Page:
By: Katrina Miller
Katrina couldn’t decide what she wanted to blog about… being green or being frugal. I suggested she write about being green frugally! Personally, I think this TOS Crew Member did a fabulous job! Be sure to check her website for more green and frugal tips!
I am very happy to have been asked by Kelli to talk to you about how living green can also help you save money. As a very environmentally aware individual, my family and I strive to live as green as possible while also staying on budget. As a family we have decided for me to stay home to raise and educate our children, leaving us as a single income family. We have found just by living green we automatically end up with more money in our pockets at the end of the month. I have chosen to talk to you about my favorite three ideas for living green and saving money, but I’ll also leave you with some other ideas at the end of my post.
1. Donate to and buy from second hand shops: We have no desire to contribute to the overfilling of our landfills, so we often donate things we no longer have a use for to second hand stores or charities. In addition, we also very rarely buy anything new, choosing to browse second hand shops and the occasional garage sale to find things that we might be able to use. We’ve found wonderful deals on household items and even educational material. The vast majority of our clothes also comes for second hand stores. I’ve purchased maybe 3 or 4 items of clothing new for my children. It is amazing what some people consider garbage! Speaking of garbage you would be amazed at some of the things my husband has picked up from the side of the road on the evening before garbage pick-up – tables, filing cabinets, a couch that couldn’t be more than 6 months old, a virtually unused exercise bike. If you take the time to look you can find many of the things you might need for a fraction of the cost.
2. Reuse/Recycle/Repurpose: We have a lot of fun coming up with new ideas for things that we no longer need. We store crayons, pencils and other art supplies in tin cans. Tin cans are also often painted or decorated to hold lovely bouquets that my daughter makes for me from other recycled items (for example tulips from egg cartons). Cereal boxes get transformed into toy cars, castles or robots and then once they’ve finally been so used that they are no longer played with then they actually make it to the recycling. The kids have hours of fun building and then playing with their creations and all for FREE!
Some other ideas for repurposing are using egg cartons to hold/organize small items (like beads or jewelry), turning sheets or table clothes into aprons or cleaning cloths (reuse, reuse instead of using paper towels), or finding old wool sweater at a second hand store and turning them into carrying bags, diaper covers, or even little sweaters for the smaller ones in the household with just a little bit of sewing. I’ve been known to unravel sweaters in order to use the wool for different projects.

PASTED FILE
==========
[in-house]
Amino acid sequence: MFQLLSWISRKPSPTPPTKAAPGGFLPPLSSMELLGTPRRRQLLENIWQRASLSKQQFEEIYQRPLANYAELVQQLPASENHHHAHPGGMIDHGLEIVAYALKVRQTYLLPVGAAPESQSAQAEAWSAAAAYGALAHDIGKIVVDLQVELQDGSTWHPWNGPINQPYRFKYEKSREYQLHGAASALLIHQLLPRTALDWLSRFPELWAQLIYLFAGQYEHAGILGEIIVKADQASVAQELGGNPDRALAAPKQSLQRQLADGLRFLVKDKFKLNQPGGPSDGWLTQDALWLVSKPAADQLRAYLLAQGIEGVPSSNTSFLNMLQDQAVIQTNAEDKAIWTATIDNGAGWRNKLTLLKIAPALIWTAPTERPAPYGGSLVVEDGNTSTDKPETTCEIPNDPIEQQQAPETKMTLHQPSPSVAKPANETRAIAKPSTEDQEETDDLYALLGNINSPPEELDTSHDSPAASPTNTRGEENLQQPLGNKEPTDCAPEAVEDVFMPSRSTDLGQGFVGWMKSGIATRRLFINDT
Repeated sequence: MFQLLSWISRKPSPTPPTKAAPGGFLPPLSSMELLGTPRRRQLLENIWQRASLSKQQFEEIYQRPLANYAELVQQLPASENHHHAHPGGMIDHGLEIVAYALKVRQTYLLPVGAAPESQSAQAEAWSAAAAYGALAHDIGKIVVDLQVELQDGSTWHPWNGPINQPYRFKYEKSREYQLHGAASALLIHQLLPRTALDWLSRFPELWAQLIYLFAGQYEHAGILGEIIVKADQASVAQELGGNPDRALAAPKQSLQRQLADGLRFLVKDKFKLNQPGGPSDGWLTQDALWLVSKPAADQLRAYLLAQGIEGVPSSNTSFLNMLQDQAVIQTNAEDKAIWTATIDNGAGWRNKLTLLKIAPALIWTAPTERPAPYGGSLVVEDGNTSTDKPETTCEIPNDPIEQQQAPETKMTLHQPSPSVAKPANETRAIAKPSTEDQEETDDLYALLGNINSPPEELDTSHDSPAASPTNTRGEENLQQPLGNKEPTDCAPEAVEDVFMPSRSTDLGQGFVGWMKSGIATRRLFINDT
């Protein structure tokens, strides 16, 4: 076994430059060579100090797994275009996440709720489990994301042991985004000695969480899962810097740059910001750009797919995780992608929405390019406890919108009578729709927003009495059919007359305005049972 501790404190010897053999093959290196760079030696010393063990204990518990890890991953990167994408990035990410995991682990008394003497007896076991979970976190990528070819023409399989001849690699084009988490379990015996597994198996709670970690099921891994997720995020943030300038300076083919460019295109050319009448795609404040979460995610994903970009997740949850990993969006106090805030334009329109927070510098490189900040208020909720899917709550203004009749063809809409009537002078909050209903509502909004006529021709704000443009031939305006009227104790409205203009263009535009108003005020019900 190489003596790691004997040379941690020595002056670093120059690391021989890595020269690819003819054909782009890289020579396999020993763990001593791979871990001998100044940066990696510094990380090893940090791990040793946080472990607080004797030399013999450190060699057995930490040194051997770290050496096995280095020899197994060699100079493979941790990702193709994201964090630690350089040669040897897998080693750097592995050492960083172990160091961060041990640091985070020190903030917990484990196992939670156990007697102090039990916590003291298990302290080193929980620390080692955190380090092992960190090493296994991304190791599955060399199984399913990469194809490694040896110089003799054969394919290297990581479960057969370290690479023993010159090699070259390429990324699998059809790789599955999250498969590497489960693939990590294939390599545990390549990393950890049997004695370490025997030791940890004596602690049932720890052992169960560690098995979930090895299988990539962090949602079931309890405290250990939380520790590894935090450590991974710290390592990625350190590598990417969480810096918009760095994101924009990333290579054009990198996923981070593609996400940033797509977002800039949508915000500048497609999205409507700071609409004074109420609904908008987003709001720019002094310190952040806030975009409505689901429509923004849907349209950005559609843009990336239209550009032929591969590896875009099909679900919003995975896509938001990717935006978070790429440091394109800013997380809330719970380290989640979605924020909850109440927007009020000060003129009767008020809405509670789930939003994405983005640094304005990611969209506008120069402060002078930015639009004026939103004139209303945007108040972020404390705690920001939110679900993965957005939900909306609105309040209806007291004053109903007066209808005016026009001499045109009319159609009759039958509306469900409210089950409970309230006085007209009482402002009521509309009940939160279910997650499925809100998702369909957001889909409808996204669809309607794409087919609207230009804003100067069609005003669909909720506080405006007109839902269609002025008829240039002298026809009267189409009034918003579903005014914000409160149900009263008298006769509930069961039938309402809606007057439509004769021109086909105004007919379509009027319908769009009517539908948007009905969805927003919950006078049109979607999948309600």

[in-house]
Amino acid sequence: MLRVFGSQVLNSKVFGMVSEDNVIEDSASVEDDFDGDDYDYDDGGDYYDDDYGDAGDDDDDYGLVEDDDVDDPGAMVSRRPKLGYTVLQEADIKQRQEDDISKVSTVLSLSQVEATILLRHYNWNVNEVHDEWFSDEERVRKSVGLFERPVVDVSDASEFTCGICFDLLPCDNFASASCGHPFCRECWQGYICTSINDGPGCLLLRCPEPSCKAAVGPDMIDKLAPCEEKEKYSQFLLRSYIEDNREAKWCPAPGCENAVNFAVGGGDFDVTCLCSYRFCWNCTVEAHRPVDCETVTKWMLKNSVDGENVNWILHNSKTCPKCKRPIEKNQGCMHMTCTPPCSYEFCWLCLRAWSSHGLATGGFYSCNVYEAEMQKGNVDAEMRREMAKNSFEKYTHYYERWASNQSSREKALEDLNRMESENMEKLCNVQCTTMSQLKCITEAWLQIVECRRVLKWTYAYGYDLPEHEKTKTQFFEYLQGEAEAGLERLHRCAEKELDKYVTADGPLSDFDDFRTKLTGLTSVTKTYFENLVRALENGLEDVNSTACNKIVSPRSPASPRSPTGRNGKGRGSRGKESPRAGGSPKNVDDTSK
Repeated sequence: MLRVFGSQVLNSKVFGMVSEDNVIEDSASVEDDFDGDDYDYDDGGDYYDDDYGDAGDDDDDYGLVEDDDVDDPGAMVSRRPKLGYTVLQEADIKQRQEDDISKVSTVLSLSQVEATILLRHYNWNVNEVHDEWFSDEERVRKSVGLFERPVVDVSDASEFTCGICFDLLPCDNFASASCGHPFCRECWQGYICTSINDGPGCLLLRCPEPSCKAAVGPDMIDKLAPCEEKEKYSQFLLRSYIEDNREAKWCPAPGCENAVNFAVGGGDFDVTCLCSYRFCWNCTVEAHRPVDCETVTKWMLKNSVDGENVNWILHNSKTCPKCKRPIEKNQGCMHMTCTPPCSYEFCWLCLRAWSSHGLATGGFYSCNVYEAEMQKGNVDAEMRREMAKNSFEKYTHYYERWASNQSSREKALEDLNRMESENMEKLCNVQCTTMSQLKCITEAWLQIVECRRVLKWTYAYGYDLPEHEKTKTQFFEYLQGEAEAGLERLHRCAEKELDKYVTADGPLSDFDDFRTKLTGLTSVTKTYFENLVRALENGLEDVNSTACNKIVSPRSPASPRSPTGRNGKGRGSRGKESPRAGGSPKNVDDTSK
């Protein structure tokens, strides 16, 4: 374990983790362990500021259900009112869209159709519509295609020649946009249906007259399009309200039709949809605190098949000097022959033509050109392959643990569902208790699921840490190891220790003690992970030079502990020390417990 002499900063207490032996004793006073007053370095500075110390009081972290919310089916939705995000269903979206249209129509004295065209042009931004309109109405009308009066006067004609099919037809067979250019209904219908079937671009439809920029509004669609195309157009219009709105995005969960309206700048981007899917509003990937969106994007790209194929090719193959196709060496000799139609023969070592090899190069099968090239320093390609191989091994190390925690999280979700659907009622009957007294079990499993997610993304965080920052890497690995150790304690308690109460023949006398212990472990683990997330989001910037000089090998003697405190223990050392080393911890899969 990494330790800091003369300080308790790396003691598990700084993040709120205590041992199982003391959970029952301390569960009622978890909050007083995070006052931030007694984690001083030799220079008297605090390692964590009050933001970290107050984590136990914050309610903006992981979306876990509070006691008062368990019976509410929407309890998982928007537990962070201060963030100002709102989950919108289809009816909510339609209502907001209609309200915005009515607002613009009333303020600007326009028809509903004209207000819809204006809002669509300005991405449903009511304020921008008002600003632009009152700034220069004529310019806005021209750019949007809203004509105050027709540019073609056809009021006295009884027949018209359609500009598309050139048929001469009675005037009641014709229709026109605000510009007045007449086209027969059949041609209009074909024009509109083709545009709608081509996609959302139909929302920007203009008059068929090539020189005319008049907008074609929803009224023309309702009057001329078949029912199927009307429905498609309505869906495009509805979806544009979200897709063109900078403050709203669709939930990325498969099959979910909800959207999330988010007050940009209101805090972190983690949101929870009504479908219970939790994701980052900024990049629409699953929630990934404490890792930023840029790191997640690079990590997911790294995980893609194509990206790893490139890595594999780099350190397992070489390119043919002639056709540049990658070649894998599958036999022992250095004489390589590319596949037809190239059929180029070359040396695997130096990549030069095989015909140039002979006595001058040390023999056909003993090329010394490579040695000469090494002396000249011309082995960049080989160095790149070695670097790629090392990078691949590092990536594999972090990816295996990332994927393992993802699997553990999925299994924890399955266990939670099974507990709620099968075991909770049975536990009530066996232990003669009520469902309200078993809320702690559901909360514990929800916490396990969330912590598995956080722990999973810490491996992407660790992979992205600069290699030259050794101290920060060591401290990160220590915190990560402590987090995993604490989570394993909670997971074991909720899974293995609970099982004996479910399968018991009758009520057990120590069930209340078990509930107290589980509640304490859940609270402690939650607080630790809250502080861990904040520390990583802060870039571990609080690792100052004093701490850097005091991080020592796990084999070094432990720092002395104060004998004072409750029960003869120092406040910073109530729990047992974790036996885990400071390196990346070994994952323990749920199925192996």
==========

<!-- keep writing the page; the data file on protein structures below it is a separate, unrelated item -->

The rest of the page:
Almost anything can be turned into art supplies so it’s fun to be creative and try out new things with item that are no longer in use. If you Google “repurposing” you will find a whole host of wonderful ideas.
3. Eating local produce/non-processed foods: One of the biggest impacts on our budget has been to eliminate most processed foods from our diets. We are eating much healthier and not supporting big grocery chains that care more about profits than the quality of the food. Buying organic food from grocery chains can be quite expensive and we have not been able to justify the cost. When we can we do buy from local farmer’s markets and when you buy food that is in season you can usually get very good deals.
This year we have actually taken on a new project and have started quite the immense garden (for beginners) growing our own veggies-potatoes, cauliflower, broccoli, tomatoes, squash, pumpkins, peppers amongst others. While this may seem like an expense it really isn’t (even if you choose to buy already started seedlings as opposed to growing your own). The amount of produce you get certainly justifies the start-up cost and you know exactly what it going into your food.
Some other tips:
Walk whenever possible. Use public transit. Combine errands so that longer car trips can be done in a single outing.
Use less electricity. Heat less in winter and cool less in summer. Use energy saving lights (in the long run they really do save money though the initial cost can be shocking). By cancelling cable we are saving electricity, spending more time together as a family and have eliminated one monthly bill.
Make your own home made cleaning products. Vinegar, baking soda and a little essential oil can clean just about anything.
Hang your clothes to dry in summer.
Buy food at bulk food stores (like Bulk Barn in Canada). You can often find organic nuts, grains, and seeds and also save on the packaging costs (we are always shocked when we leave that store at the savings.
I will leave you with that. If you have any questions feel free to leave me a comment here or take a peak at my blog http://mamamanuscriptsplace.wordpress.com
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